• Mark Levin (1957-) – Neoconservative Talk radio host
  • Tony Horwitz (1958- ) – Pulitzer Prize winning author
  • Darrell Green (1960- ) – Former Washington Redskin and inductee to the NFL Pro Football Hall of Fame
  • Patton Oswalt (1969- ) – American stand-up comedian, writer and actor

See also[]

  • Loudoun County Sheriff's Office
  • Loudoun County Fire and Rescue Department
  • National Register of Historic Places listings in Loudoun County, Virginia


  1. ^ [1]. 2010 U.S. Census Data: Virginia. Retrieved February 16, 2011
  2. ^ "Find a County". National Association of Counties. Retrieved 2011-06-07. 
  3. ^ Loudoun Times-Mirror, "Leesburg says county should stay", September 12, 2007, Page A1
  4. ^ a b Income, Earnings, and Poverty Data From the 2007 American Community Survey
  5. ^ Virginia Military Institute Archives, Jackson Genealogy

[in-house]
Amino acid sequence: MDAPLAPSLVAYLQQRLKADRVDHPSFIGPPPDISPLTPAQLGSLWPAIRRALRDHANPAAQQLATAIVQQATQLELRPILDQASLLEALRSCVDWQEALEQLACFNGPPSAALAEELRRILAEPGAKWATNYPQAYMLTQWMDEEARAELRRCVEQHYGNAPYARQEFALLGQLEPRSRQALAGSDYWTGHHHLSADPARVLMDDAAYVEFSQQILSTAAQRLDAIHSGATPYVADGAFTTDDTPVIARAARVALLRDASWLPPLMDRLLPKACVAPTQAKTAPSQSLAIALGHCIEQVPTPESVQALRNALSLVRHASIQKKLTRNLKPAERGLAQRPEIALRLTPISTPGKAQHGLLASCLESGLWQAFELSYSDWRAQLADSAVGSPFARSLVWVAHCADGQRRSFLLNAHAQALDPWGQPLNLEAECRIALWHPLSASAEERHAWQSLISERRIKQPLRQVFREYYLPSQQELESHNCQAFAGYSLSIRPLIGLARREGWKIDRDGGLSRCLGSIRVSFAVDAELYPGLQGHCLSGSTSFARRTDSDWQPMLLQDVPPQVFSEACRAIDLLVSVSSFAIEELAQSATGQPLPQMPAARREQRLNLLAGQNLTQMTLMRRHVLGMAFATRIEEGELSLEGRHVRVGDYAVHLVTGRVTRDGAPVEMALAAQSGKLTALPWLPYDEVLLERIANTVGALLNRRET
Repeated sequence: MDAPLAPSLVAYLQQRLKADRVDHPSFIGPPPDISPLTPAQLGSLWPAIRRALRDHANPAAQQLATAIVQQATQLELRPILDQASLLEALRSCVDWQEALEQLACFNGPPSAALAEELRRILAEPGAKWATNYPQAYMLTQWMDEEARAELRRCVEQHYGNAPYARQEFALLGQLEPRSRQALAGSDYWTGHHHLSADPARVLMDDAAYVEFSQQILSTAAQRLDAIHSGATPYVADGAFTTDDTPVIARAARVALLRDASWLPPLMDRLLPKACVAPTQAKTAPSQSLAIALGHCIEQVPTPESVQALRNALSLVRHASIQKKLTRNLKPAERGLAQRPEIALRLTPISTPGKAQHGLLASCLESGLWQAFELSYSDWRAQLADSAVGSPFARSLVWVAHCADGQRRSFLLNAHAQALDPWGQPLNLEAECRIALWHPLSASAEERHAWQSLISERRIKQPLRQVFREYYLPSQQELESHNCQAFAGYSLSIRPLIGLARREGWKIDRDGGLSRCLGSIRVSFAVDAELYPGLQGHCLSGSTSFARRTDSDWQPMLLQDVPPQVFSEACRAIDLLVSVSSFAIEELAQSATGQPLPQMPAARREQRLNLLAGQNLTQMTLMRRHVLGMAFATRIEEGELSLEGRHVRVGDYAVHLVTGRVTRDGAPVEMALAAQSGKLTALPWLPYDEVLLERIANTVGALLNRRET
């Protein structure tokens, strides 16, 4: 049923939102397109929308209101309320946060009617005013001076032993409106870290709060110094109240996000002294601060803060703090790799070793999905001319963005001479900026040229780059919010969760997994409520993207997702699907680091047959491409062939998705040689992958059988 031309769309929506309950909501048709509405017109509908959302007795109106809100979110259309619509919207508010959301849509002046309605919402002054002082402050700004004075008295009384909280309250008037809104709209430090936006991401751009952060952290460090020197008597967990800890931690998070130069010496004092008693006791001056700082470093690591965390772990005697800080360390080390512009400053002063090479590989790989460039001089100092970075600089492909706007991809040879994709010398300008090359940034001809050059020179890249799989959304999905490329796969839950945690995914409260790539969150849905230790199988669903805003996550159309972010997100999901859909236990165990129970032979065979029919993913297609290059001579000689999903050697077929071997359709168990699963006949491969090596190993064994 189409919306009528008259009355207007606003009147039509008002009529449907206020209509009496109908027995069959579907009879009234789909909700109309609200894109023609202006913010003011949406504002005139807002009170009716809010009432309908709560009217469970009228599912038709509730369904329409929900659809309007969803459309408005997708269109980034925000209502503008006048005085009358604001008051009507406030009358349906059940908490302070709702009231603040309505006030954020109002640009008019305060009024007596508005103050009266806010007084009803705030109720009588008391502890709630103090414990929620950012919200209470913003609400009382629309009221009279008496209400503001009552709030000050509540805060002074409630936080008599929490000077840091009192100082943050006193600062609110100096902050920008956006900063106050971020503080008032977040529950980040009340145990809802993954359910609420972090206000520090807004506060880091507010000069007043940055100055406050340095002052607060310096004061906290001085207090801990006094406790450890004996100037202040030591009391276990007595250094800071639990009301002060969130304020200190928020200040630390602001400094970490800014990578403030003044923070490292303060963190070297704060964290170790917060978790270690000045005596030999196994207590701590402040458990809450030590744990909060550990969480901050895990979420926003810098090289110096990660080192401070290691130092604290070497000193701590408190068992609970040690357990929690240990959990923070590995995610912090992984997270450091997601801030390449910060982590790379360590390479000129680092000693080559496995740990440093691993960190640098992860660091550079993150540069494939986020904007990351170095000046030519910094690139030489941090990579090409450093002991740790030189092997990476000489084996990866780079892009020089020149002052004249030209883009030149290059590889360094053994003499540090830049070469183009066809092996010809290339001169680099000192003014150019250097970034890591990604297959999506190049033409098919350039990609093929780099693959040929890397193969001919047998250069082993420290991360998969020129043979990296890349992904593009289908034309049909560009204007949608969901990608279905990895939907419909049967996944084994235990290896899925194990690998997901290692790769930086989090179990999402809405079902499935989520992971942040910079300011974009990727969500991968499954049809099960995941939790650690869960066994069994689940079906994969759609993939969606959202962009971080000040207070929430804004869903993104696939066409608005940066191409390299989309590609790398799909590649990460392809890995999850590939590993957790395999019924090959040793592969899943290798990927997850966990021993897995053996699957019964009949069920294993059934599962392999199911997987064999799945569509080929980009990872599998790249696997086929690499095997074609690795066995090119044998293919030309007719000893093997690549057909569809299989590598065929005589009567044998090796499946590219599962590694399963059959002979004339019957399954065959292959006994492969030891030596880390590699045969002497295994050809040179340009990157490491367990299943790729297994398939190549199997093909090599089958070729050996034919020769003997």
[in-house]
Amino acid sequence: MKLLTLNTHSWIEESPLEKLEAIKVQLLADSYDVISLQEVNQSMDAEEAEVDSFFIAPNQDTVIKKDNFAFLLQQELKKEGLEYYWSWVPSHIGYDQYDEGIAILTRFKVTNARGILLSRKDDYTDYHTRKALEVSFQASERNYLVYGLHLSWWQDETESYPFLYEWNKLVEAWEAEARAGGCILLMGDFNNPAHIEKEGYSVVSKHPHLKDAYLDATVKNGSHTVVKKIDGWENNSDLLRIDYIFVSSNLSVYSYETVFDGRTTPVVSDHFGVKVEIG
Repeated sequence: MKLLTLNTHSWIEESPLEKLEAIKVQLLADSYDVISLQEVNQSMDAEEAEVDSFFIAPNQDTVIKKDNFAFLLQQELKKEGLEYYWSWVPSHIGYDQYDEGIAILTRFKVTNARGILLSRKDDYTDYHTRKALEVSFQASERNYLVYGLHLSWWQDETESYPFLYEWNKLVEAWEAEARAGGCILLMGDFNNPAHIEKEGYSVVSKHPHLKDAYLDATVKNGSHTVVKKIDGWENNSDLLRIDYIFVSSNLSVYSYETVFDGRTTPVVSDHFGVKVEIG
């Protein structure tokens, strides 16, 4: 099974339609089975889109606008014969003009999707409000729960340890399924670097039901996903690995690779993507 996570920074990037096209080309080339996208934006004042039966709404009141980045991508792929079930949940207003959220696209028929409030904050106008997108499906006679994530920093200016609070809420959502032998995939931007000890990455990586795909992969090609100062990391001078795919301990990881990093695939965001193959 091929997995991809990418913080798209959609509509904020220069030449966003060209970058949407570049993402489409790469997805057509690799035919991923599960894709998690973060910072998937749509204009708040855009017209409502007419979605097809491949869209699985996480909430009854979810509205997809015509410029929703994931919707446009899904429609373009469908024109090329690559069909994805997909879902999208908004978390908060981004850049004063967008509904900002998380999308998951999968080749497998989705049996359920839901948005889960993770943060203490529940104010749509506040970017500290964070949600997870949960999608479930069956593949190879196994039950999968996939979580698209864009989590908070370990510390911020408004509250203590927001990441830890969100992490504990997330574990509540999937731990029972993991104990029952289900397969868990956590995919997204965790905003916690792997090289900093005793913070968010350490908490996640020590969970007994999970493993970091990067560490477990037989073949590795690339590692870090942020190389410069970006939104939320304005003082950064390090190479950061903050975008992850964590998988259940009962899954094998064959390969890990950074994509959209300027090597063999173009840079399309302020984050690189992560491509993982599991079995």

6. ^ "Happy Mother's Day, Ms Wright", Aircraft Owners and Pilots Association
  7. ^ Loudoun Land Deals Subject of U.S. Probe, The Washington Post, 7 February 2007
  8. ^ Slow-Growth Board Candidates Win, The Washington Post, 7 November 2007
  9. ^ DC's Wine Country, Visit Loudoun
  10. ^ "Early 19th-Century Milling and Wheat Farming", Loudoun History
  11. ^ "MCI Inc - SC 13D/A - LCC International Inc ." Securities and Exchange Commission. March 14, 2003. Retrieved on September 25, 2009.
  12. ^ "WorldCom to emerge from collapse." CNN. Monday April 14, 2003. Retrieved on September 25, 2009.
  13. ^ "Company Overview." AOL. February 8, 2008. Retrieved on May 7, 2009.
  14. ^ Goldfarb, Zachary and Sam Diaz. "Washington Post - AOL Moving Executives, Headquarters to New York." The Washington Post. Tuesday September 18, 2007. A01. Retrieved on May 7, 2009.